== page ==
instrument already costs three million dollars, what's a couple of grand
for machining custom connectors? Or was it once a thing?
(also posted to COFF)
?Thanks for all the replies to my original post.
I sold the heads separately along with a set of replacement cards and the remote display for $400.
>From It?s operational days I know one of my drum?s long channels (not a register) is bad. The coating ?looks? ok but it?s been exposed (indoors) for decades with ample touching etc but there are no dents or scratches other than the bad channel. As some have said it ?seems? like a durable coating but I have no idea if it would work. I read somewhere there are 2 timing tracks put down at the factory. I have my doubts about this info (I thought the timing circuit laid down the reference tracks in the final stage of power up) but if true I would not expect my drum to work. I have the drum connected to a small motor and belt to spin it (slowly) for demo purposes.
Anybody know what non-magnetic metal forms the drum? Stainless? Nickel?
> Does anyone have an idea as to the value of a Bendix G15 Drum? Its time to pass mine to another caring collector who would appreciate it but I am not sure how of its value. Obviously it is rare but the market demand is unclear to me.
ANyone interested in a kind of beat up but complete model 32, and you're in
cincinnati to get it today or this weekend let me know by sending me a
message through my web site
This is the fairest way, it takes the requests with a timestamp. I will
forward your info to the donor immediately, in order of receipt. He can
send photos if you need them. On a scale of one to 10 it's in "4-7"
condition depending on your taste. Has a built in phone and reader.
You must be able to physically go to this guy and pick it up this weekend.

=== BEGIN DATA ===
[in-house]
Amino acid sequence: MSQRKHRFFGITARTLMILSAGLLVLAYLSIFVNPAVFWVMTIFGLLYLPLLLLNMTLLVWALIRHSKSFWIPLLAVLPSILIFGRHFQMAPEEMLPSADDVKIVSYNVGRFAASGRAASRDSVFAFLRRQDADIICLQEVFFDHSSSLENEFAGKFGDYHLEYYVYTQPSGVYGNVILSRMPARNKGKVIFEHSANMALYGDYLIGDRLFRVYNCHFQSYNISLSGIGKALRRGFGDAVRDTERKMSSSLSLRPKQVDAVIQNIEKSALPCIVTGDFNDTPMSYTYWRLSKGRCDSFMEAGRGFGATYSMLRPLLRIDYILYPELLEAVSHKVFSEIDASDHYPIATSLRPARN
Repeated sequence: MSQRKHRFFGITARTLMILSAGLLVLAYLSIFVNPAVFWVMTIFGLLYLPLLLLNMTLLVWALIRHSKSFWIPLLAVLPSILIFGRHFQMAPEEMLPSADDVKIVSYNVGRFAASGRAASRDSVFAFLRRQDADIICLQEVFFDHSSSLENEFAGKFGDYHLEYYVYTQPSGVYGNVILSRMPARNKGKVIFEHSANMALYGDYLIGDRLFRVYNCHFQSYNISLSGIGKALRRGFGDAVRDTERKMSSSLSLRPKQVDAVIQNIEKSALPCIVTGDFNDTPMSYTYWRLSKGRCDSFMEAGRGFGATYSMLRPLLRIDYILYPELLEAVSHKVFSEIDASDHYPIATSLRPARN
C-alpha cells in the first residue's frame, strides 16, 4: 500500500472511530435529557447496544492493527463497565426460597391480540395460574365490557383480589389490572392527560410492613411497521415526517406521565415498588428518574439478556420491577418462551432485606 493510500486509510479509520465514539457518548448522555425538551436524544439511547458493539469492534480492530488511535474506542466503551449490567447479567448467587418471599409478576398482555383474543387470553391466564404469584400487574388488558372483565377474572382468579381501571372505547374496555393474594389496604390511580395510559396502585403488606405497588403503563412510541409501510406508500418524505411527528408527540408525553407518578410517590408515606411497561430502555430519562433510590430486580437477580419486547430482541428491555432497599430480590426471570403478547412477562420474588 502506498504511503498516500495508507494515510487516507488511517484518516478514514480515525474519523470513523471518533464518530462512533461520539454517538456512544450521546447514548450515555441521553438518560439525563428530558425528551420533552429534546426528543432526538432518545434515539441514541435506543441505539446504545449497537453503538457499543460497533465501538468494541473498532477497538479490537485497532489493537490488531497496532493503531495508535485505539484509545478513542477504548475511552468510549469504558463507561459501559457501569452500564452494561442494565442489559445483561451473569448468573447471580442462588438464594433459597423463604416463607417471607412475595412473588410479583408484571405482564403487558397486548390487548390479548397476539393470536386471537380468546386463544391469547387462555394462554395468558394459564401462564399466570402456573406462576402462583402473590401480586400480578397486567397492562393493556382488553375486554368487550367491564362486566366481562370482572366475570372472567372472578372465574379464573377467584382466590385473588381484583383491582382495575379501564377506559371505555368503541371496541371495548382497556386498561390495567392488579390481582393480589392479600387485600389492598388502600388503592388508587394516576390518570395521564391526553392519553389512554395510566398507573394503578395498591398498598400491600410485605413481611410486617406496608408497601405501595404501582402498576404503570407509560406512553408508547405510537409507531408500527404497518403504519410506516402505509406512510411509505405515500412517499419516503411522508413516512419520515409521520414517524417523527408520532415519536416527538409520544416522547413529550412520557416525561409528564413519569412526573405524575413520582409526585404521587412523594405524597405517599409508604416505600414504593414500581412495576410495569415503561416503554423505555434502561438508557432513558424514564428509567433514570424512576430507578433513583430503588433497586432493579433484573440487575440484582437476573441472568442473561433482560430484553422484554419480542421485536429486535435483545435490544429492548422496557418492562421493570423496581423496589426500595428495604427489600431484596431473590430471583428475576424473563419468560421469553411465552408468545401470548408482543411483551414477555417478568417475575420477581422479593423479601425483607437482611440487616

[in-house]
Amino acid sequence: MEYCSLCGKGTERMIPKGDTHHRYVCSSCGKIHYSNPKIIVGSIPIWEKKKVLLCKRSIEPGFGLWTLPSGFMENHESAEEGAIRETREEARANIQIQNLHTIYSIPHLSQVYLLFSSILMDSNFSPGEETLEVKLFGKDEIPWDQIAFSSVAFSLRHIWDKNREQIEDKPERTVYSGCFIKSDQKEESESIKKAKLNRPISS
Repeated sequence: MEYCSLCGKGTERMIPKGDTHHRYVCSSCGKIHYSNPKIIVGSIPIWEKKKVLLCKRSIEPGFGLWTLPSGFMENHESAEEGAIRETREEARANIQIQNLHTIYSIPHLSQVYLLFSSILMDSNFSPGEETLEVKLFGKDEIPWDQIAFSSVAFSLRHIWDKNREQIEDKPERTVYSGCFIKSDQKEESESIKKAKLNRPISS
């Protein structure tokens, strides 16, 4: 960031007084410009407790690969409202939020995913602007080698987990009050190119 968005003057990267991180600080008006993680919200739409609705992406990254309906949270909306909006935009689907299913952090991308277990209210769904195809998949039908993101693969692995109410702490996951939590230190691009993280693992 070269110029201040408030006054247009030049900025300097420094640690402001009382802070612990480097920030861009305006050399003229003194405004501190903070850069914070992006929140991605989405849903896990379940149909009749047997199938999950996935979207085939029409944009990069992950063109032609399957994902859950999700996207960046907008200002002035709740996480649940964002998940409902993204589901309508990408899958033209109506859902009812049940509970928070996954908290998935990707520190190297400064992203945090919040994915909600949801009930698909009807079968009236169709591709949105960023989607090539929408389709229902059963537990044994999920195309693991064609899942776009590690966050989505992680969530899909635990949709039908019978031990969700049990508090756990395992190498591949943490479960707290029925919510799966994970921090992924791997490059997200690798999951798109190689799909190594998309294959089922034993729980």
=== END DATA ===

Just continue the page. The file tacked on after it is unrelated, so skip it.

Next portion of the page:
(Just reposting this as it did not appear to appear on the list - there
was about a two week period when I didn't see any CCMP emails for some
reason - apologies if it has already appeared for others).
I apologize if this is OT but I'm hoping someone on the list can help me
fill a gap in my knowledge.
Quick back story - in 1995 my wife and I published a book on her family
history. For anyone interested in genealogy, details are here
I think we may have done the whole job end-to-end on a 486 before
sending a file to the book printers (we published 500 copies) but my
memory is vague on that point.
Of course the last job I did on the book I backed up the whole thing
(database files, image files, record and document scans etc) to a DC2120
tape. I've even found the tape:
The wife says that its time for an update to the book so that means drop
all other projects and see if you can get it back off the tape (with an
I know that I used a software app called ResQ120 to run the tape drive.
I can't find it (or any info) on-line other than the software came from
Alloy but I suspect I have it here somewhere on a floppy disk so its
only matter of time before I find that assuming the disk is still
readable. Of course over time I have acquired other tape drives from
various salvage/rescue sources but I believe this is the one I used:
What I'm missing is this - I recall that despite the PC having a floppy
controller I added a separate floppy (or similar or other) controller
(card) for the tape drive (it might have even run on the same interrupt
- I can't remember). As with most stuff, being a prolific rescuer I have
acquired many ISA based cards over the years that appear to be floppy
controllers but I have no idea what I'm looking for to run this tape
Any clues, info etc would greatly appreciated because I don't want to
have to tell her that it can't be done and you wouldn't want to be
around if she had to hear that :-)